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04 Jun 2009 18:09
The Constitutional Court has ordered the state to pay legal costs incurred by environmental watchdog, the Biowatch Trust, in its quest for information about the genetic modification of organic material.
The case revolved only around the proper judicial approach to determining costs awards in constitutional litigation, Justice Albie Sachs wrote in a judgement of a unanimous court, delivered on Wednesday.
Biowatch had applied to the Constitutional Court to appeal against two unfavourable costs decisions in the High Court in Pretoria, after being refused leave by the Supreme Court of Appeal.
In the first matter, a dispute between Biowatch and certain governmental bodies, the High Court found the registrar for genetic resources was in default of his responsibilities and made several orders in favour of Biowatch, Sachs noted.
“But, to mark its displeasure at what it regarded as inept requests for information ... the High Court decided to make no costs order against the governmental bodies in Biowatch’s favour.”
He found that in depriving Biowatch of costs, the High Court—which usually awarded costs to successful applicants—failed to properly measure the trust’s victory, that it involved a constitutional matter, or the “chilling effect” the move would have.
“The omission of the constitutional dimension constitutes a serious misdirection.”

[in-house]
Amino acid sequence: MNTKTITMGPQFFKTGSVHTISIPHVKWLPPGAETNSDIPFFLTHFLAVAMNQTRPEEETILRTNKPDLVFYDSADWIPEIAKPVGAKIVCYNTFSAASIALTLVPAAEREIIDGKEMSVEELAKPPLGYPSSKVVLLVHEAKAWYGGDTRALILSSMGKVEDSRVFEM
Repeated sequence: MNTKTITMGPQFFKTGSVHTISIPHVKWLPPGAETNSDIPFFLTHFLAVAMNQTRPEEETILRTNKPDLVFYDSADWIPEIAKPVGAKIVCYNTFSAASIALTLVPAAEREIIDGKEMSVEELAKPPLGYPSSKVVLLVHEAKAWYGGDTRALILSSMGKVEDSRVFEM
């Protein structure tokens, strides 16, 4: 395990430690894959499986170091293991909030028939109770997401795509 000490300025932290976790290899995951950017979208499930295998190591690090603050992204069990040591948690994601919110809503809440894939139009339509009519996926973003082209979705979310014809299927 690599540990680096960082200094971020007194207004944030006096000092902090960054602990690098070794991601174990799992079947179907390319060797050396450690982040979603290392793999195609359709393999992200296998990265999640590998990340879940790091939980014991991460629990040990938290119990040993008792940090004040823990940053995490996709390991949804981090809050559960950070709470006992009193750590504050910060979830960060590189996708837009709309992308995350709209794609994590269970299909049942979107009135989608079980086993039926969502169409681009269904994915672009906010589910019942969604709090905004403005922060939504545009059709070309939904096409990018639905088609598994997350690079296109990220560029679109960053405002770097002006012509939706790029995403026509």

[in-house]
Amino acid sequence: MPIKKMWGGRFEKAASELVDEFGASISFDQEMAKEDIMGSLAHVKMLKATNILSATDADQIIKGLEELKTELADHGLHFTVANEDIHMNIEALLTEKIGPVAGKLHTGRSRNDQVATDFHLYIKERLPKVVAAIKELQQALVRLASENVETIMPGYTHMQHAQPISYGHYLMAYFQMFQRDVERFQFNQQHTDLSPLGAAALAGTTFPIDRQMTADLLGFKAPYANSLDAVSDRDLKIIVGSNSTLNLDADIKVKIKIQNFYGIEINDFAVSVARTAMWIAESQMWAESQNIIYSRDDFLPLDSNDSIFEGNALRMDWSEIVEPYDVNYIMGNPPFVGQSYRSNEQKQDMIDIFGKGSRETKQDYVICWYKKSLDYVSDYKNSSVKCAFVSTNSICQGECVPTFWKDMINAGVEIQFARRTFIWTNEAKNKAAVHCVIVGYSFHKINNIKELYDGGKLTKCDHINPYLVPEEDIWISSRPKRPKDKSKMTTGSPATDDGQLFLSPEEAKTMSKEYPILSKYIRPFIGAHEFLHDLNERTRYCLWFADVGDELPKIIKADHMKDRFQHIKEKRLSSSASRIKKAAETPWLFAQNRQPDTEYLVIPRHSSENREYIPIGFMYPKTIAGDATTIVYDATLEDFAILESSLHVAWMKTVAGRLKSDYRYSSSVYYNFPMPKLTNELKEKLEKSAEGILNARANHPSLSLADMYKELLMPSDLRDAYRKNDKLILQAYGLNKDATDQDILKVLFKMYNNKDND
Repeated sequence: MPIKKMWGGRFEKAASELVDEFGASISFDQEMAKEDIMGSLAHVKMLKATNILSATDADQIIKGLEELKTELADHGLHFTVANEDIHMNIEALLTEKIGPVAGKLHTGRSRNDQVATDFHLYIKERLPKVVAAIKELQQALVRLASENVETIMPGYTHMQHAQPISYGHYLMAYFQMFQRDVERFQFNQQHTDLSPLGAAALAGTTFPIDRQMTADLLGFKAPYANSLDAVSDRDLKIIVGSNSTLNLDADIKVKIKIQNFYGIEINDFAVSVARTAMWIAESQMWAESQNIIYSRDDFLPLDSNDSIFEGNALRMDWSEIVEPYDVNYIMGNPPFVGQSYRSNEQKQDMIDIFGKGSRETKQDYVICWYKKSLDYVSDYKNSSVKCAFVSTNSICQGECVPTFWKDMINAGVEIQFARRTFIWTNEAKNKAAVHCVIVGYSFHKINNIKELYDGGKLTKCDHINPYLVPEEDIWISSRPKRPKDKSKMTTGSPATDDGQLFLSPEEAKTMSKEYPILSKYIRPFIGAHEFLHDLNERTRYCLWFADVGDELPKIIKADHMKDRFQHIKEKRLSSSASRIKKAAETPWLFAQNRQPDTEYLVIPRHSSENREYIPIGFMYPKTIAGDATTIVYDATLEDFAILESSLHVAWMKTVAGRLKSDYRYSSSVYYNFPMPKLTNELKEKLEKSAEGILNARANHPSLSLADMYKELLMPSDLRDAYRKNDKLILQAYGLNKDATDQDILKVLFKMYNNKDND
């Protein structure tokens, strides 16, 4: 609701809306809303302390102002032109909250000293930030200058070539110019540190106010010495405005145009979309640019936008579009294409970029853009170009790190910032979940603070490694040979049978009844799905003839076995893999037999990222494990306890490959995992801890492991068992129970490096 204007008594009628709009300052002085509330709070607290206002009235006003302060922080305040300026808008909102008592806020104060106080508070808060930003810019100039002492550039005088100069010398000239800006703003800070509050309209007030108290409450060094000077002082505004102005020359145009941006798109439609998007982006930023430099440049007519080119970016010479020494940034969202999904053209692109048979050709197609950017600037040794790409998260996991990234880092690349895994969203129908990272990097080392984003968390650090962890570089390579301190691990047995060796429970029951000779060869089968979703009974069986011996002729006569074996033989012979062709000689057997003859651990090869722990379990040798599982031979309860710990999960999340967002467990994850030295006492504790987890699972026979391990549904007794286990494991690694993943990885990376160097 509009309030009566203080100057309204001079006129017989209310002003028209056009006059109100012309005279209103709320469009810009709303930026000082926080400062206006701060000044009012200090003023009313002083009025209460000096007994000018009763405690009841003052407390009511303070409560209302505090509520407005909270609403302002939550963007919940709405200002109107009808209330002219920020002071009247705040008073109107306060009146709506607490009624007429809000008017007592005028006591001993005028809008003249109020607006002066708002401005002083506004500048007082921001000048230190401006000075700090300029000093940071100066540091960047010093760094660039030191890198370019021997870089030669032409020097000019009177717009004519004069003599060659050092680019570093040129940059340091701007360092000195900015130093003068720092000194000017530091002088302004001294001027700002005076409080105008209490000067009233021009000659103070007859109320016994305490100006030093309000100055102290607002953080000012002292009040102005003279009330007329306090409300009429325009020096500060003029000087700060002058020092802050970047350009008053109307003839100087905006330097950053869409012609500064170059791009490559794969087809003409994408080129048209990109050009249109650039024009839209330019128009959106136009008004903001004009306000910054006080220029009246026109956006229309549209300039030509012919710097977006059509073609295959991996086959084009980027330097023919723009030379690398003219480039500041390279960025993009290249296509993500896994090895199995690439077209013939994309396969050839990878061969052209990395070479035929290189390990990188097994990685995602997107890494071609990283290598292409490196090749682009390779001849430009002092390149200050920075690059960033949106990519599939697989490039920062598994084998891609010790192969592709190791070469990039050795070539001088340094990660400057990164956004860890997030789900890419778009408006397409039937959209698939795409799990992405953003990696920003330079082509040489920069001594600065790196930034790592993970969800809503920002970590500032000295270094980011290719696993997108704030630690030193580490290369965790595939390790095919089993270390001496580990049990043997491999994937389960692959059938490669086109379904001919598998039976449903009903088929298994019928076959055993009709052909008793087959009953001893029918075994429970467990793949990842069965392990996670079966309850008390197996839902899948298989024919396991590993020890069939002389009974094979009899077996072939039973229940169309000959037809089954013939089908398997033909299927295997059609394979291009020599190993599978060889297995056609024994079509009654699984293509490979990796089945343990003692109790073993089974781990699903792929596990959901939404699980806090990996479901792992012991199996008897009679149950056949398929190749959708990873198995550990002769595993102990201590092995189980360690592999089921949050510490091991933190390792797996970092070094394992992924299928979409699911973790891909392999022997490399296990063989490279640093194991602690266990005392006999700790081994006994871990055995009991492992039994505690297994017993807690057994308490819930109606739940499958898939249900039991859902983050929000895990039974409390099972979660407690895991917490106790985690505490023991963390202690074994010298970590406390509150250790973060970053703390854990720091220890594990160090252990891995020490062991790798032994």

Sachs pointed out that the greater the controversy, the more need for transparency and “manifest fidelity” to the principles of the Constitution.
Any ineptitude in the framing of Biowatch’s requests “fell far short” of the kind of misconduct which would have justified a costs award against it, he held.
He ordered that the state pay Biowatch’s costs in both the High Court and the Constitutional Court.
In the second matter, the High Court had held that the intervention in the case by Monsanto, a multinational biotechnology company’s South African arm, was compelled by Biowatch’s conduct, specifically its need to bar Biowatch from accessing the confidential information the company had given the registrar.
“Because of its displeasure at the lack of precision as to the information sought by Biowatch, the [High] Court ordered Biowatch to pay Monsanto’s costs,” Sachs wrote.
He found that, generally, where parties were affected by the state’s failure to fulfil its constitutional and statutory obligations, the state should bear the costs of litigants who had been successful against it, with no cost orders against any private litigants which became involved.
In this instance, he ruled the costs award in favour of Monsanto “unsustainable”.
“No order at all should have been made between two private parties involved in the matter.”
He ordered that the High Court order requiring Biowatch to pay Monsanto’s costs be set aside, with no costs order in respect of Monsanto’s participation.
“The form of Biowatch’s request for information did not justify the two decisions on costs made by the High Court,” Sachs found.
“The High Court could have shown its disapproval in less drastic ways.
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